Statement by Mukhisa Kituyi, Secretary-General of UNCTAD

60th Anniversary of Consumers International

Virtual event
20 November 2020

Today, citizen’s welfare is the top priority for every policy maker around the world in both developing and developed countries. Faced with an unprecedented pandemic we are hard pressed to make markets work for every consumer. This is clear both in the response to the pandemic and recovery efforts.

Consumer protection has played a key role in the immediate response to the pandemic, fighting price gouging in basic household products and PPEs and medical goods, fighting scams and false claims, especially miracle products to treat COVID-19, and safeguarding consumers’ right to refund for cancelled air tickets, holiday packs and leisure events. Many consumer protection agencies also shifted their consumer information and dispute resolution initiatives online to cater for locked-down consumers.

Financial stimulus measures are expected to lessen competition in the post-COVID 19 period with difficult consequences for consumers. The likely scenario is that many undercapitalized companies from fiscally stressed countries will face competition from stronger foreign rivals strengthened by massive financial support. This will impact on market competition globally, moving markets in the opposite direction from the ‘level-playing field’.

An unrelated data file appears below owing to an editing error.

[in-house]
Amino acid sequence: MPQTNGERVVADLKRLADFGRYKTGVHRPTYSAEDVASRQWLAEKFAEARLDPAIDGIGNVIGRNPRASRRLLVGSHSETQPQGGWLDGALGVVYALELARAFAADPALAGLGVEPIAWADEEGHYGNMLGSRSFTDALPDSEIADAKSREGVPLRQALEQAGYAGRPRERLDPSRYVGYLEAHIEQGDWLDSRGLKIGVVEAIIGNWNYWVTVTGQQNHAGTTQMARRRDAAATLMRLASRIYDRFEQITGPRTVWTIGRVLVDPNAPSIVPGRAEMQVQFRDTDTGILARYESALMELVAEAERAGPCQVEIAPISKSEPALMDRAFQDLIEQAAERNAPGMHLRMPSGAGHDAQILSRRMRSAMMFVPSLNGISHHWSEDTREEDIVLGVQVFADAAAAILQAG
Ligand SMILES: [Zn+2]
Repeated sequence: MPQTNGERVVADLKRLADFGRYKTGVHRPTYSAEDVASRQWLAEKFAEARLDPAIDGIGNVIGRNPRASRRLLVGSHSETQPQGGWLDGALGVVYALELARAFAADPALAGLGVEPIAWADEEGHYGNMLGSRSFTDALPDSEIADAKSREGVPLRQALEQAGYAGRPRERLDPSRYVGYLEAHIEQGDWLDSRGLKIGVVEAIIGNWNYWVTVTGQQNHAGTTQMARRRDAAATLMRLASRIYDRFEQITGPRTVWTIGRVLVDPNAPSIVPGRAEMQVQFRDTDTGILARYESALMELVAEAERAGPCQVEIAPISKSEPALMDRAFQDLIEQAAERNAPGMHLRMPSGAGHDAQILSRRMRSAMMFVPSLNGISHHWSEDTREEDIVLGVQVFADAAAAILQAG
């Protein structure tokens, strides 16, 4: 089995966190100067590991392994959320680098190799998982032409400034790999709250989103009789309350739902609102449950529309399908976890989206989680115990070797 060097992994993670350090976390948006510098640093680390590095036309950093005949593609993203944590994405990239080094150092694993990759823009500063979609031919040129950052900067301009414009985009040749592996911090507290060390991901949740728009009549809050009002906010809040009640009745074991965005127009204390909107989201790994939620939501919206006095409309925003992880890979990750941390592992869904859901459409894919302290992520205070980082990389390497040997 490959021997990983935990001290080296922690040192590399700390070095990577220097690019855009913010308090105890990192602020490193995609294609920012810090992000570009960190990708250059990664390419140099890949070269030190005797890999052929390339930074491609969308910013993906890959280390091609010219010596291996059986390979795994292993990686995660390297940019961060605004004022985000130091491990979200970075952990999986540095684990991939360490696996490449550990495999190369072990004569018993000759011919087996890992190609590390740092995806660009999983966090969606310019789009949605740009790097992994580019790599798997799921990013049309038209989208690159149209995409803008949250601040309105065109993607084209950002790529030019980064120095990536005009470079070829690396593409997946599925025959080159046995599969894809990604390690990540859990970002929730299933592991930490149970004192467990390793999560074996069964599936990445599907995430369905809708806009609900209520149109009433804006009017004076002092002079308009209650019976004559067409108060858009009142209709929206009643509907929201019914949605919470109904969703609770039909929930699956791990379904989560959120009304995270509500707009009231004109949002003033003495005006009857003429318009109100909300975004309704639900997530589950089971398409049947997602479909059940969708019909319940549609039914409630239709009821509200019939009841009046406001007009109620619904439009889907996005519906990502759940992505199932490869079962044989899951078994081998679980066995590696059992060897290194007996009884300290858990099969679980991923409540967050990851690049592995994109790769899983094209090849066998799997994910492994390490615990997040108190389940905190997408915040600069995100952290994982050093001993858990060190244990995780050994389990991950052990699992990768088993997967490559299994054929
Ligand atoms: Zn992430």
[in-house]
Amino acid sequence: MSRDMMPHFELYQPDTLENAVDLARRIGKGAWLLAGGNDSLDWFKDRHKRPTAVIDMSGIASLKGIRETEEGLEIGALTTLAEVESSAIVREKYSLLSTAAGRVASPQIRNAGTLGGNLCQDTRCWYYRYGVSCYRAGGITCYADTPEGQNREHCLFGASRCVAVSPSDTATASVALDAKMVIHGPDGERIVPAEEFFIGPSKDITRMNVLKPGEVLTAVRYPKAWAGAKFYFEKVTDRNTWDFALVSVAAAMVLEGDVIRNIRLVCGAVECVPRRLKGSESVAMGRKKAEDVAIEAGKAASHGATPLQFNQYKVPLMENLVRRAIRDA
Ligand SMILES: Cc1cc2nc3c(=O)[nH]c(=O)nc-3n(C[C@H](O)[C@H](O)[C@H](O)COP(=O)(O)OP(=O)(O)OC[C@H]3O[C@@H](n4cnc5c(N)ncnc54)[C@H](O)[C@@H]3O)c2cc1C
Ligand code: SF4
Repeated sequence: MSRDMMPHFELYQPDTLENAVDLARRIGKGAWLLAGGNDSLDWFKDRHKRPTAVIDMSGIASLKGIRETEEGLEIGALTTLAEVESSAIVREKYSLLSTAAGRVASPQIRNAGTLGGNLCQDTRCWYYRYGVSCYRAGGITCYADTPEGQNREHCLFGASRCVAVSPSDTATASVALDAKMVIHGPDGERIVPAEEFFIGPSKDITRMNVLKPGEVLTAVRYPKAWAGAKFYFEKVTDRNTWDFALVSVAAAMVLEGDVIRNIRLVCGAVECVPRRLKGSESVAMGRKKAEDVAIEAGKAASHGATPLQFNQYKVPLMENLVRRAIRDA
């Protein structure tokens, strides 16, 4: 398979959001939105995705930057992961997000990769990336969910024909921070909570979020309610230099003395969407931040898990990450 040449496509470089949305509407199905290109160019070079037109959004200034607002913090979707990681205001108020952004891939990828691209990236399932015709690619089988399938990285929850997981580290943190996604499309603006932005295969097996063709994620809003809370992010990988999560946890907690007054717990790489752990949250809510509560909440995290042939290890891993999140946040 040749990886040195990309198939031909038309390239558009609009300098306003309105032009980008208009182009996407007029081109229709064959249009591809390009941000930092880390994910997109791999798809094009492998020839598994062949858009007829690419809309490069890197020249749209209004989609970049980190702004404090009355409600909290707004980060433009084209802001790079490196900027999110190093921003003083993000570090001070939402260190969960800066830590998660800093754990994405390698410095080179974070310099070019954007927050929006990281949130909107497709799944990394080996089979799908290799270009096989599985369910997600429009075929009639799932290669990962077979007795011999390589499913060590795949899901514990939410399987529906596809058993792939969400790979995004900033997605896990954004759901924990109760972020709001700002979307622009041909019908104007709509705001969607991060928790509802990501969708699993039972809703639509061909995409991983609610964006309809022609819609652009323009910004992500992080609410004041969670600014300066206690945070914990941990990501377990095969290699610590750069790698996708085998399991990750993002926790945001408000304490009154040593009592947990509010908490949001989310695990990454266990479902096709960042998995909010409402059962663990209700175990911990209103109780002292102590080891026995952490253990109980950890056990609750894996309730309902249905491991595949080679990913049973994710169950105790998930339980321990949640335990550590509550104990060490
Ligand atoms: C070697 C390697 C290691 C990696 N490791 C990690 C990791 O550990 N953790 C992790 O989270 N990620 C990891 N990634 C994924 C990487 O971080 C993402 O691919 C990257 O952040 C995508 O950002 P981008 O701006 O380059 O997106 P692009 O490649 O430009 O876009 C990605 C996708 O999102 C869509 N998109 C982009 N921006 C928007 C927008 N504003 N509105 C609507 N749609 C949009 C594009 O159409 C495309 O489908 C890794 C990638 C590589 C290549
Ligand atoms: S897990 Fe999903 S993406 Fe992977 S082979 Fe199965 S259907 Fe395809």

SMEs are in a dire situation. Absent policy interventions, we expect a  non-COVID  bankruptcy  rate  of  9.4  per cent  to rise  to  18.2  per cent  for SMEs under COVID-19. The most affected sectors include accommodation and food services, arts, entertainment and recreation, and education. SMEs or start-ups in financial difficulty may become attractive targets for acquisition by dominant firms, especially by multinational companies. The will lead to an eventual rise in market concentration.

One can also expect weaker import competition in the post-COVID 19 period, if countries recovery plans adopt trade restrictive measures to make imports more expensive to favour domestic production.